Consumption of a probiotic yoghurt may offer higher immune-protection than a probiotic whey beverage, according to the findings of new research in rats.
The study, published in Food Research International, used exhaustive exercise in rats as a model for immune-suppression, to assess whether there were differences in the way a probiotic yoghurt and a probiotic whey drink modulated the immune system.
Led by Pablo Christiano Lollo from the University of Campinas, Brazil, the research team said that the results from their study agree with the literature which indicates the capacity of probiotics to improve the immune system.
"The combination of nutrients and probiotic bacteria of yogurt was the set that best performed this role, appearing to be more efficient in attenuating the immune depression caused by exhaustive exercise than the whey probiotic beverage," said the authors.
"The probiotic yogurt outperformed the probiotic whey beverage in blood-cell indicators (neutrophils and lymphocytes), cytokines (TNF-α and IL-1β) and various standard health parameters," the team revealed. "The combination of the nutrients and probiotic bacteria of the yogurt reduces more effectively the adverse effects developed over the prolonged strenuous exercise than did a similar probiotic whey beverage."
Lollo and his colleagues evaluated the multistrain probiotic yogurt and a probiotic whey beverage using an exhausting physical-exercise protocol with Wistar rats. The rats were given a daily 4-mL supplement of each type of conventional or probiotic yogurt and whey beverage, manufactured with lactic culture Streptococcus thermophilus TA040 and Lactobacillus bulgaricus LB340, and probiotic cultureLactobacillus acidophilus LA 14 and Bifidobacterium longum BL 05.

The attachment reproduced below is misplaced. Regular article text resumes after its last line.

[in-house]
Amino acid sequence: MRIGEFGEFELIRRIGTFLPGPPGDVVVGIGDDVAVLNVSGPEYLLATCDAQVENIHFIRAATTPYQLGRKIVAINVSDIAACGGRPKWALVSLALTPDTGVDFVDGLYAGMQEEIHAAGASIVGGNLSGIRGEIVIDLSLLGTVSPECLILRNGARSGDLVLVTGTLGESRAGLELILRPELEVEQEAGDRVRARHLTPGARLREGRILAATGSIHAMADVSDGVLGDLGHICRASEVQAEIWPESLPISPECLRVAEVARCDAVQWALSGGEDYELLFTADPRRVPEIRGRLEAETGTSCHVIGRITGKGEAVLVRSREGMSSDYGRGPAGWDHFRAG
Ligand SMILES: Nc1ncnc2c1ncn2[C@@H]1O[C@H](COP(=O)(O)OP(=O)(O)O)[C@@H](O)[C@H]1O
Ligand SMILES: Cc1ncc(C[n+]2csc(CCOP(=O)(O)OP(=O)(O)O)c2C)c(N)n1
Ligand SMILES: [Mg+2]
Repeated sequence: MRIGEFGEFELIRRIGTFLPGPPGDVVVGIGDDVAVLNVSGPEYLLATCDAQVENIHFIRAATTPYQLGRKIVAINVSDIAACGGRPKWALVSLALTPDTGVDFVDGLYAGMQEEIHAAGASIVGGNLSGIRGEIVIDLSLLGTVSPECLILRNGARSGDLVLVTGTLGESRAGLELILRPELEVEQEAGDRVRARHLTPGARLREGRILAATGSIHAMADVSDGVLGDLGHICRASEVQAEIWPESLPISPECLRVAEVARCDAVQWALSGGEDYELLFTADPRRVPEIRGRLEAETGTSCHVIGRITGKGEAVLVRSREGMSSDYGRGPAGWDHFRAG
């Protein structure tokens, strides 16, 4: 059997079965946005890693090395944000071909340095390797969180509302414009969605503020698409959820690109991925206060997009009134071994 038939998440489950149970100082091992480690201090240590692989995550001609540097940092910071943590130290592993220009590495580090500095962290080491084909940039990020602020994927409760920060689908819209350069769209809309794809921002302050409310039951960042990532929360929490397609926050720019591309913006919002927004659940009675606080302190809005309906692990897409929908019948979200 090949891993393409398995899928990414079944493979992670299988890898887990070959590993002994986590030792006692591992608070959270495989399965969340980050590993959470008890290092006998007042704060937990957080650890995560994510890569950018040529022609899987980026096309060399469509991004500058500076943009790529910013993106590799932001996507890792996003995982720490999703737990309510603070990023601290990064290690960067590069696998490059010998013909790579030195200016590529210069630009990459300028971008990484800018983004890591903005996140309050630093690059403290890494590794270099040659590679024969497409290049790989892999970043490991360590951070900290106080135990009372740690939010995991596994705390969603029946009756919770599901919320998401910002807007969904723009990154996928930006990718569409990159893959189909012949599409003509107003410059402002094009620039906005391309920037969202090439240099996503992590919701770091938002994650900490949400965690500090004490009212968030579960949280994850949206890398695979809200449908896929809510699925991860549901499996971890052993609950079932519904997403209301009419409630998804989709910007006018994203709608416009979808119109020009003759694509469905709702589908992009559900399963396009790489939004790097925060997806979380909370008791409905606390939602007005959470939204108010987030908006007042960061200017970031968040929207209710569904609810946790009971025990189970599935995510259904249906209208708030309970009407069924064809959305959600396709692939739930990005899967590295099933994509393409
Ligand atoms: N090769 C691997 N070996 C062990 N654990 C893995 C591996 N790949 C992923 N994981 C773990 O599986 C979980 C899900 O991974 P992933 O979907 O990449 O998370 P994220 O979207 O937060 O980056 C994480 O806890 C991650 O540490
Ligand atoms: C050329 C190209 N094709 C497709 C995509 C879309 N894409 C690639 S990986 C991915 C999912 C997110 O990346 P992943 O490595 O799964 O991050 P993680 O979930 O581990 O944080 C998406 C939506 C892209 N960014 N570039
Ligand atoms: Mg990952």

The effects on the immune system were compared to those of control cohorts for 14 days.
"In rats fed probiotic yogurt, the neutrophil:lymphocyte ratio was 2.6-fold higher (P < 0.001) after exhaustive exercise, whereas in rats fed common yogurt, this ratio was 3.2-fold higher (P < 0.001), indicating that the inflammatory state typically occurring after lasting and exhaustive exercise may be lowered by the consumption of probiotics," wrote the research team.
The whey beverage and probiotic whey beverage increased 3.4 and 3.6-fold - neither of which were statistically different from the control (3.3-fold).
Lollo and his team also revealed that the exercise protocol led to modest increases in the TNF-α concentrations in all rats, however the increases were significantly smaller in animals supplemented with probiotic yogurt.
"It can be seen that exercise did not clearly affect the IL-1β levels, but the consumption of yogurt and probiotic yogurt was capable of significantly reducing the levels of this interleukin both in the exhausted and sedentary animals," the team explained.
Source: Food Research International
Volume 54, Issue 1, November 2013, Pages 118–124, doi: 10.1016/j.foodres.2013.06.003
"Probiotic yogurt offers higher immune-protection than probiotic whey beverage"
Authors: Pablo Christiano B. Lollo, Carolina Soares de Moura, Priscila Neder Morato, et al